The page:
Miller v. Union Pacific Railroad Co., No. 19-2536 (8th Cir. 2020)Annotate this Case
After plaintiff was injured while serving as an engineer for UP when the train he was operating partially derailed because of a misaligned switch, he filed suit under the Federal Employers' Liability Act (FELA), alleging claims of FELA negligence per se and negligence.
The Eighth Circuit affirmed the district court's denial of plaintiff's motion for partial summary judgment and grant of UP's motion for summary judgment. In regard to plaintiff's negligence per se claim, the court held that plaintiff failed to present any evidence that would raise a genuine issue of material fact that UP "played any part, even the slightest" to cause the switch to be moved from its designated position. Rather, the evidence showed the switch was misaligned by a criminal act of a third party. Furthermore, there is no evidence in the record that any act of a UP employee contributed to the misalignment. Therefore, UP committed no act violating the regulation requiring switches to be aligned per the railroad's written policy.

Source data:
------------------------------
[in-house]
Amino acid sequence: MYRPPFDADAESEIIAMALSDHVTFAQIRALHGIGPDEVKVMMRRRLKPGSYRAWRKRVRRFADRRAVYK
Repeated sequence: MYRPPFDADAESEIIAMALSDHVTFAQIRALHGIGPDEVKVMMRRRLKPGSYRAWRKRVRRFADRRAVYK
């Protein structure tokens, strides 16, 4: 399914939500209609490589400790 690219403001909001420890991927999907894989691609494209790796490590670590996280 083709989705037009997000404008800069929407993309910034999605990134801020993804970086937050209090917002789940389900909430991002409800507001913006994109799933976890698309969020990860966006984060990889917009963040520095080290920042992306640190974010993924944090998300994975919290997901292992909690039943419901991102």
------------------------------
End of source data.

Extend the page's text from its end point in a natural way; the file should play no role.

In regard to the negligence claim, the court held that UP cannot be liable under a negligence theory for failing to properly align the switch unless it knew or had reason to know it was misaligned. In this case, there was no evidence that UP was aware the switch was not properly aligned. Likewise, plaintiff presented no evidence that UP failed to reasonably protect its keys or had reason to know that the security of its keys or locks were compromised; plaintiff proffered no evidence of an industry standard or other evidence that could lead a jury to find UP negligent for failing to remove the switch or track; and plaintiff failed to point to any evidence that would establish that UP was negligent if it failed to install additional or different devices to prevent someone from tampering with the switch.